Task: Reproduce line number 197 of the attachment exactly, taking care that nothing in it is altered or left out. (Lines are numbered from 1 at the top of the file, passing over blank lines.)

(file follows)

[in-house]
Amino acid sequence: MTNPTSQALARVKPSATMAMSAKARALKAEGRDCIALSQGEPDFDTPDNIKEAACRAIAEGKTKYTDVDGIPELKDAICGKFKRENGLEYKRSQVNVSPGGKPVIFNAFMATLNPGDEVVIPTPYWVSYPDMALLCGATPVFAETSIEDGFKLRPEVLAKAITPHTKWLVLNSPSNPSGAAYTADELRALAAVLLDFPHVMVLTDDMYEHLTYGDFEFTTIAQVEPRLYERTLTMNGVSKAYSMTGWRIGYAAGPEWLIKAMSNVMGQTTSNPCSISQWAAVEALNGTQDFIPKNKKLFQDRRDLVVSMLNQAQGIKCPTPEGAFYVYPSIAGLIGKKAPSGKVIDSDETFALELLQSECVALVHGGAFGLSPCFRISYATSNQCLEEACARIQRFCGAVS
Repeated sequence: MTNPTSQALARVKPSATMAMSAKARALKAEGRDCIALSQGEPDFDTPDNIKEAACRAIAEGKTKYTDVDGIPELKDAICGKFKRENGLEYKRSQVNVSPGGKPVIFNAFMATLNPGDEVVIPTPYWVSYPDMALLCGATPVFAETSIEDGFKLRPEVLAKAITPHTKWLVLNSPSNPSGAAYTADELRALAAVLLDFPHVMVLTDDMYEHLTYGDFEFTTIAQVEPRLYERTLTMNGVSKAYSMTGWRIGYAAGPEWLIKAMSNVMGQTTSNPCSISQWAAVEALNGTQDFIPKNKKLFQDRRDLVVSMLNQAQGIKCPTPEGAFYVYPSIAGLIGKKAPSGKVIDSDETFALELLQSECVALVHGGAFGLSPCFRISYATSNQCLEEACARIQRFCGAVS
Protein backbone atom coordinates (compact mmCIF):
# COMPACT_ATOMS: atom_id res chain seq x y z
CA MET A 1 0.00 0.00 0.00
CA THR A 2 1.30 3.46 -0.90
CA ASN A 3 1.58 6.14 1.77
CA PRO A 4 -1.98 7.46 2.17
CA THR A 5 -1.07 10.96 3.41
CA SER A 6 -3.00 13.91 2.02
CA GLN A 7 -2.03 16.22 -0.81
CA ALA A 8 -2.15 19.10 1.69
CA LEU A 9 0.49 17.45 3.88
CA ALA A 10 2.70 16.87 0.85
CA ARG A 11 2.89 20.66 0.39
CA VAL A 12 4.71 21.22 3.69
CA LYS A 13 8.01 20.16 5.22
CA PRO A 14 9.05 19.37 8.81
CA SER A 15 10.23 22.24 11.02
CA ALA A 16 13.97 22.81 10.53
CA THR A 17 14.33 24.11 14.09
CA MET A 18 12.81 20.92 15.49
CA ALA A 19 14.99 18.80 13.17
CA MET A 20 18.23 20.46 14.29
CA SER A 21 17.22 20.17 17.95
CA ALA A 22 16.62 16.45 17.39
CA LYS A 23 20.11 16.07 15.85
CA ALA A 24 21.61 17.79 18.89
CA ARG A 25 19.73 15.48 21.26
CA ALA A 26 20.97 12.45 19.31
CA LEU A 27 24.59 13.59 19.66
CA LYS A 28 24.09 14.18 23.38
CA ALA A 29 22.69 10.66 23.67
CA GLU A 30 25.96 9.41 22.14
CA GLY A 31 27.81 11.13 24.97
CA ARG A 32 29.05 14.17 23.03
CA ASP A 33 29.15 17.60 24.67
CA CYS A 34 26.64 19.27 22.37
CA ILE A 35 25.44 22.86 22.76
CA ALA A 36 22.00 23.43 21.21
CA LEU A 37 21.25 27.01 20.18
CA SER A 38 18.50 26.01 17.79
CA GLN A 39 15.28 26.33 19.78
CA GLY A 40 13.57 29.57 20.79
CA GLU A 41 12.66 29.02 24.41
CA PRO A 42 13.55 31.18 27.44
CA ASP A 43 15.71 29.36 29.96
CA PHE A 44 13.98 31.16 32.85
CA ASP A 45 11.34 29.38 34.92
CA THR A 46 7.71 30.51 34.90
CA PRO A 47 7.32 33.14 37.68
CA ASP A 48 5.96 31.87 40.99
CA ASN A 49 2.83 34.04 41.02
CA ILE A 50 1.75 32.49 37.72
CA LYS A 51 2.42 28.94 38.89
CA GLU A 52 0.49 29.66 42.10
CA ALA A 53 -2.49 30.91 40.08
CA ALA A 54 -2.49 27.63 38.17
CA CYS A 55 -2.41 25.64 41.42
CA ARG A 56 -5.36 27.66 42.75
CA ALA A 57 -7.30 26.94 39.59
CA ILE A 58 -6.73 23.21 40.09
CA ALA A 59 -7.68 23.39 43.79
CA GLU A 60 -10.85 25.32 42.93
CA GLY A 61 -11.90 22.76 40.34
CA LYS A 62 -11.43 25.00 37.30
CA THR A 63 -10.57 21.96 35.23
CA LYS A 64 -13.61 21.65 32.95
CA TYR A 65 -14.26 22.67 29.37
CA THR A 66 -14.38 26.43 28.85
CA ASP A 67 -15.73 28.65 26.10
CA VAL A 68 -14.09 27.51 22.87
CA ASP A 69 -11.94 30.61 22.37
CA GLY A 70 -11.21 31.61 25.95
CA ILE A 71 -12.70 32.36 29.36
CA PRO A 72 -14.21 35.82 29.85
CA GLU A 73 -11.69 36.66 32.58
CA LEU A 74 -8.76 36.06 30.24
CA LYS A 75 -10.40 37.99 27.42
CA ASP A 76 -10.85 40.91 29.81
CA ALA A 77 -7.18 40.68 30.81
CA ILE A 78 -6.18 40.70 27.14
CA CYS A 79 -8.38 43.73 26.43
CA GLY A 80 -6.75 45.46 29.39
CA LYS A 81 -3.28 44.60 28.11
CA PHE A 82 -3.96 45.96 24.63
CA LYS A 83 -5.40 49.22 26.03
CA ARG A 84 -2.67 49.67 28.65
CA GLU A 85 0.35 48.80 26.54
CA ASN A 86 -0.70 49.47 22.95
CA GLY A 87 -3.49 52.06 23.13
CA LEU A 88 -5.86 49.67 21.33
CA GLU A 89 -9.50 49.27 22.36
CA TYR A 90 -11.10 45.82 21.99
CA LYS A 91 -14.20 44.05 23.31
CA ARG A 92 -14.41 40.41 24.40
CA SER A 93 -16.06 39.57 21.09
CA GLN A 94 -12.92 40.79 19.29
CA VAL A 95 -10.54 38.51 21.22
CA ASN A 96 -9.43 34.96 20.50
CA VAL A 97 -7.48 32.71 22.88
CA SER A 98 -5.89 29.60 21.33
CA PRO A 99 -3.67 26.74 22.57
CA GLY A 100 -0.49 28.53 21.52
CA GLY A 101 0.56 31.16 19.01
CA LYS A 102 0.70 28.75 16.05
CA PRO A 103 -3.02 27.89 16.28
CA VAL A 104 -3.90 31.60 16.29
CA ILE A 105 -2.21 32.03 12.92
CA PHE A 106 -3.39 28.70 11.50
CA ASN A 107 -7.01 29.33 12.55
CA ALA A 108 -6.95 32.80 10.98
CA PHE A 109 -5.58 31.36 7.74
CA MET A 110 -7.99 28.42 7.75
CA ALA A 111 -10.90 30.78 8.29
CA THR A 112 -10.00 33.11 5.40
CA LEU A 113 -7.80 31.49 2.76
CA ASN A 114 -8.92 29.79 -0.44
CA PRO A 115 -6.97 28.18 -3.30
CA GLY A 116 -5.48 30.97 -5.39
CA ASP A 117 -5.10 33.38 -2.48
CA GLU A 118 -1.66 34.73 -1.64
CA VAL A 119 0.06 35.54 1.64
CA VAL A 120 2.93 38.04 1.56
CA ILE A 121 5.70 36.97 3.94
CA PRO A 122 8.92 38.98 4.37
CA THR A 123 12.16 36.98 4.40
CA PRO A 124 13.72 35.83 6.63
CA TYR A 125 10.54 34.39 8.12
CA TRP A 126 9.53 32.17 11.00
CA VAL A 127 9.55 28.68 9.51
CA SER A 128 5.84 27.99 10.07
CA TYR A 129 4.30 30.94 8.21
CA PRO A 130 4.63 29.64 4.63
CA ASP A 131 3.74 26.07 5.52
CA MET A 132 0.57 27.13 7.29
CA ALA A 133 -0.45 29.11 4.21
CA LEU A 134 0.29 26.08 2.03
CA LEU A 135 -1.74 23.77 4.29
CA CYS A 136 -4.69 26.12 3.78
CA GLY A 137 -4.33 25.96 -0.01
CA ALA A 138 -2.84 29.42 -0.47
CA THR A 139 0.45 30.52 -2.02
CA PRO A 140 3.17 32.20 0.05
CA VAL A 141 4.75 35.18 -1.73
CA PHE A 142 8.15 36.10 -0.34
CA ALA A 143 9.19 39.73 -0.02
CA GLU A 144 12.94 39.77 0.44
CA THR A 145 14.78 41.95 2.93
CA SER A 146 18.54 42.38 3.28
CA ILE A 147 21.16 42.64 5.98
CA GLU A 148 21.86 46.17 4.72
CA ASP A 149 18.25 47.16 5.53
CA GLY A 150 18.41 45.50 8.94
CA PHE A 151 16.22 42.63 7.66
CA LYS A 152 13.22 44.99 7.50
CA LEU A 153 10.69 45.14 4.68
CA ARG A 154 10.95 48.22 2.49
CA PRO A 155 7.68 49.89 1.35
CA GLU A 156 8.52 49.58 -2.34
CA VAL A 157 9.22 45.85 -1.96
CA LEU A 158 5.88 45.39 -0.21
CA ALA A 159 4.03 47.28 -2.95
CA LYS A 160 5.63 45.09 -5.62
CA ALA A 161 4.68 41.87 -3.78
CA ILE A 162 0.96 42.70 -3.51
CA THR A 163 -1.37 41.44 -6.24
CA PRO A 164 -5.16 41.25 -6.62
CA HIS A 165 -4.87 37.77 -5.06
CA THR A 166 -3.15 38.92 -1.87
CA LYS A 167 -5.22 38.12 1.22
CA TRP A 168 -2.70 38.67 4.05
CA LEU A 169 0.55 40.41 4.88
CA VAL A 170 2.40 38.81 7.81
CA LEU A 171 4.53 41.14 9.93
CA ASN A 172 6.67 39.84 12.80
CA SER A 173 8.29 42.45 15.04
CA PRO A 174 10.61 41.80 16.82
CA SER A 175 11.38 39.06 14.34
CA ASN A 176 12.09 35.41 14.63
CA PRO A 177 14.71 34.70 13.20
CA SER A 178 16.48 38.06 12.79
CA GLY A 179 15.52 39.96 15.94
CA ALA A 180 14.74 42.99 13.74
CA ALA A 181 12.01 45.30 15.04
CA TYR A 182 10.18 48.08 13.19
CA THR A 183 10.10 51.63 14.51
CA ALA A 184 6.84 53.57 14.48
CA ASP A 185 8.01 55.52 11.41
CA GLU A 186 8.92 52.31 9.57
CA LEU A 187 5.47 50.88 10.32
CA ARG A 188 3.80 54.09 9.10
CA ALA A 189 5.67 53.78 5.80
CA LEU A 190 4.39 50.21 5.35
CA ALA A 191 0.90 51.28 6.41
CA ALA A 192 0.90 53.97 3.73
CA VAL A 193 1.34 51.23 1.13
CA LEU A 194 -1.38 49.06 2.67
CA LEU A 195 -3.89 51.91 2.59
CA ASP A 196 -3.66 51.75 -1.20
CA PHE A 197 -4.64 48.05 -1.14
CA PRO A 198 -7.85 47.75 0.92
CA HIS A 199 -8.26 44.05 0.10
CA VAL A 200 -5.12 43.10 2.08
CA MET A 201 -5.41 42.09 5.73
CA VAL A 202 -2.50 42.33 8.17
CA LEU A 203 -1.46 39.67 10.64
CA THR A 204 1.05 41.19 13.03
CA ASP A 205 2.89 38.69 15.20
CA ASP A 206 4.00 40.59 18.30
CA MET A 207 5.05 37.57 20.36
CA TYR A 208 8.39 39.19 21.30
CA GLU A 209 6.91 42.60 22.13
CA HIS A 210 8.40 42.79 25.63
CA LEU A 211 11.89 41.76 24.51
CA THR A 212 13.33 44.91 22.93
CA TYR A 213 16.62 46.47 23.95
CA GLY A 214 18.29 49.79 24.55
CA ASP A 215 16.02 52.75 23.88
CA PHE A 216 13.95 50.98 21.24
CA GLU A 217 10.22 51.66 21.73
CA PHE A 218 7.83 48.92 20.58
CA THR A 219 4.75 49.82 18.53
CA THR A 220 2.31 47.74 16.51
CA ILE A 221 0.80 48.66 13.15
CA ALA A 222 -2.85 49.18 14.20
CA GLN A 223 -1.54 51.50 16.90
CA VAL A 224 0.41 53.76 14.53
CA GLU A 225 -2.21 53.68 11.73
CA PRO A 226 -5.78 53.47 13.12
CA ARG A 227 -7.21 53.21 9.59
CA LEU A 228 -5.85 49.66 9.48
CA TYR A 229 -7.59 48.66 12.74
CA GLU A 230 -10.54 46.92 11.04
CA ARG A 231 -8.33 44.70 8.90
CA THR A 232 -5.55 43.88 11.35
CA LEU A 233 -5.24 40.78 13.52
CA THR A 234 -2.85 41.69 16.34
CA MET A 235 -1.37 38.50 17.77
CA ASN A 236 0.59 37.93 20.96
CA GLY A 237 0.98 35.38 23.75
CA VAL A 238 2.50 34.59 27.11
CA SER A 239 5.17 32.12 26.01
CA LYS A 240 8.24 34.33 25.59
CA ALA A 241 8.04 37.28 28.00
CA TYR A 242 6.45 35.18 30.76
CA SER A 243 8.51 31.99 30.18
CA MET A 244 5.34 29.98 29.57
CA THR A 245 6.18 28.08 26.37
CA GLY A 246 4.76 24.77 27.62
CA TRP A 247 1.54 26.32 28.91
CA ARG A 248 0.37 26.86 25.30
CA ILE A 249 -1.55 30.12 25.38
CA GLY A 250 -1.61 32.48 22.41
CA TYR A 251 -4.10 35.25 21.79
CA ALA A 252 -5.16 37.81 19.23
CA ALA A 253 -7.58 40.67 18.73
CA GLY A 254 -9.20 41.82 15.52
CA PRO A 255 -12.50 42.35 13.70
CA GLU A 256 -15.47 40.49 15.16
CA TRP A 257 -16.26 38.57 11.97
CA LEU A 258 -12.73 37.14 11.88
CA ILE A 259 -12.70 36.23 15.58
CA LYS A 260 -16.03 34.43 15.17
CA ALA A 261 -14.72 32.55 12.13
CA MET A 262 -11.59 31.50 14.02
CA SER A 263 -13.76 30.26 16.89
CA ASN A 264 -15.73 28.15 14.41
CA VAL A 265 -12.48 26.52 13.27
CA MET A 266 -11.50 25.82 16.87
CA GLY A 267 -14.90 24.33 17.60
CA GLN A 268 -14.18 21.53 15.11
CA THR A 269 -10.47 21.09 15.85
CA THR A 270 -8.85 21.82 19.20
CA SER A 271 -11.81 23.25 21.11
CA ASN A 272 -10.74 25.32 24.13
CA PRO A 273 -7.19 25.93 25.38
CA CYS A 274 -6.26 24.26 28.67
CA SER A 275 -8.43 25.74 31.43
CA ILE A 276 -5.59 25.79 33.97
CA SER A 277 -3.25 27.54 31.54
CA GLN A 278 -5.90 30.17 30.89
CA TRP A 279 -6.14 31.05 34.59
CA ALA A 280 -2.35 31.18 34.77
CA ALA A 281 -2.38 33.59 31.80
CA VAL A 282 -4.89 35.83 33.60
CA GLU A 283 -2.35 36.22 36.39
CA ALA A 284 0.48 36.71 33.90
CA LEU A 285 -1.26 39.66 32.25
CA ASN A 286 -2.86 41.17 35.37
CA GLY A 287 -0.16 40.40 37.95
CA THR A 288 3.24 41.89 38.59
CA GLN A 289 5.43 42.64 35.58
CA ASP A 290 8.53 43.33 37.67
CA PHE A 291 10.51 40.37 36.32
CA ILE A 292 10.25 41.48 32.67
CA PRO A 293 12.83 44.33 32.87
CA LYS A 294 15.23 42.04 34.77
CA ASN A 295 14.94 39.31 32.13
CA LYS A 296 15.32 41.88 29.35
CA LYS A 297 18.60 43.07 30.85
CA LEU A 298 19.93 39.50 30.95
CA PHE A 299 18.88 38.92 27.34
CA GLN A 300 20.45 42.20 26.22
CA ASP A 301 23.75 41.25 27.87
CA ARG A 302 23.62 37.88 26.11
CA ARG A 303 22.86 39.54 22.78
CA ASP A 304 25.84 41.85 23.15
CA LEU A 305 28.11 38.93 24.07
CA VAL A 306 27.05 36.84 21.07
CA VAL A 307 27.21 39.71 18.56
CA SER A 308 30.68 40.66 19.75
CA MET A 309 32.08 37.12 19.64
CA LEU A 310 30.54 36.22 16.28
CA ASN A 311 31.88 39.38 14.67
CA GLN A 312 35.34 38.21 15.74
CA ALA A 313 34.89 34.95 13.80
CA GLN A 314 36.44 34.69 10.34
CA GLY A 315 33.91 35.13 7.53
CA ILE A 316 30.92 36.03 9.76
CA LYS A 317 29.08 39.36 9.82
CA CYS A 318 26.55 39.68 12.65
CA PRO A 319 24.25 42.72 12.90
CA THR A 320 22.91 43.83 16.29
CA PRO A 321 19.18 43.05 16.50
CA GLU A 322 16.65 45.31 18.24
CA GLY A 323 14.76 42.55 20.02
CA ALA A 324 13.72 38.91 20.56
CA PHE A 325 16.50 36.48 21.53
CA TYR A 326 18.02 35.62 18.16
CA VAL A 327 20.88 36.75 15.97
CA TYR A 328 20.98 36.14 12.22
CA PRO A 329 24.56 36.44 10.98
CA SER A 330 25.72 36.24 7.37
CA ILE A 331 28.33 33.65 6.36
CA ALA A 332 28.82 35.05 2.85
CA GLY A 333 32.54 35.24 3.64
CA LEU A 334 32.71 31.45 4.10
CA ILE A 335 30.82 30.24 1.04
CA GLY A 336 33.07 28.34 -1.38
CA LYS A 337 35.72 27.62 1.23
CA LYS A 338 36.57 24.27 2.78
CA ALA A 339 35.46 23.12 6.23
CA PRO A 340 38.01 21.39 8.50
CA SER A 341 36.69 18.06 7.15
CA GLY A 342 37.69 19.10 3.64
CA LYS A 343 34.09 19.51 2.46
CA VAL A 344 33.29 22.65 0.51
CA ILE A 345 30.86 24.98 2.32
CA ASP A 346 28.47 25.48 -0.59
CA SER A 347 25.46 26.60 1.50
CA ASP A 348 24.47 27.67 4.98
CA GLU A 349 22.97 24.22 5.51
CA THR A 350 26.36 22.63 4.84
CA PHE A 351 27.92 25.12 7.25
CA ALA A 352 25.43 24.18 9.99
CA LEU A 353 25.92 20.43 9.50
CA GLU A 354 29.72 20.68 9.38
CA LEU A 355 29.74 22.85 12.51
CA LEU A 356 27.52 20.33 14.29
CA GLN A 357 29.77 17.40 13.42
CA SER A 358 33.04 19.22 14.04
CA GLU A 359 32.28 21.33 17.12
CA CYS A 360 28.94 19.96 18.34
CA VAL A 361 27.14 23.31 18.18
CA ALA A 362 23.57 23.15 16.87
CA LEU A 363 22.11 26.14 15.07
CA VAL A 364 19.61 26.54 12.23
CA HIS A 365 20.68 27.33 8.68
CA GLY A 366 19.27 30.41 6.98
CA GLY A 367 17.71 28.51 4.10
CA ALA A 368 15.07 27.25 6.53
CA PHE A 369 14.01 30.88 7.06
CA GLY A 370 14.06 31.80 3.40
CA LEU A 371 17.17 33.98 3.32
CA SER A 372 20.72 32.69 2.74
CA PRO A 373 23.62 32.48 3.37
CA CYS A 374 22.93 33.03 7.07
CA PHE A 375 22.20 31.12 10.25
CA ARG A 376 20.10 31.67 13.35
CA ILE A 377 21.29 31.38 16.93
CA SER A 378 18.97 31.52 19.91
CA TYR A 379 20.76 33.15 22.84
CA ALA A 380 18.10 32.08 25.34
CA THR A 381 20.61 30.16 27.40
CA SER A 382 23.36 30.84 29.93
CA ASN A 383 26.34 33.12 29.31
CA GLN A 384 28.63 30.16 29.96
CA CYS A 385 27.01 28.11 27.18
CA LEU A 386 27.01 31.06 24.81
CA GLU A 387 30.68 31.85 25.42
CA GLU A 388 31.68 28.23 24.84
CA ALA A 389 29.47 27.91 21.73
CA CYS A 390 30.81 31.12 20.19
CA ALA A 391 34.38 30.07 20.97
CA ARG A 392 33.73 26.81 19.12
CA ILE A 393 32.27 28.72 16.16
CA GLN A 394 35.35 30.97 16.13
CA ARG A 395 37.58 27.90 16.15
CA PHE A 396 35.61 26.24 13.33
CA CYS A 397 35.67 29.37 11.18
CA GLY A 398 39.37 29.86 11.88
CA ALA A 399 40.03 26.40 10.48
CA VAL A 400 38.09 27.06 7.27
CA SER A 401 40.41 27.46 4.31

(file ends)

CA ALA A 192 0.90 53.97 3.73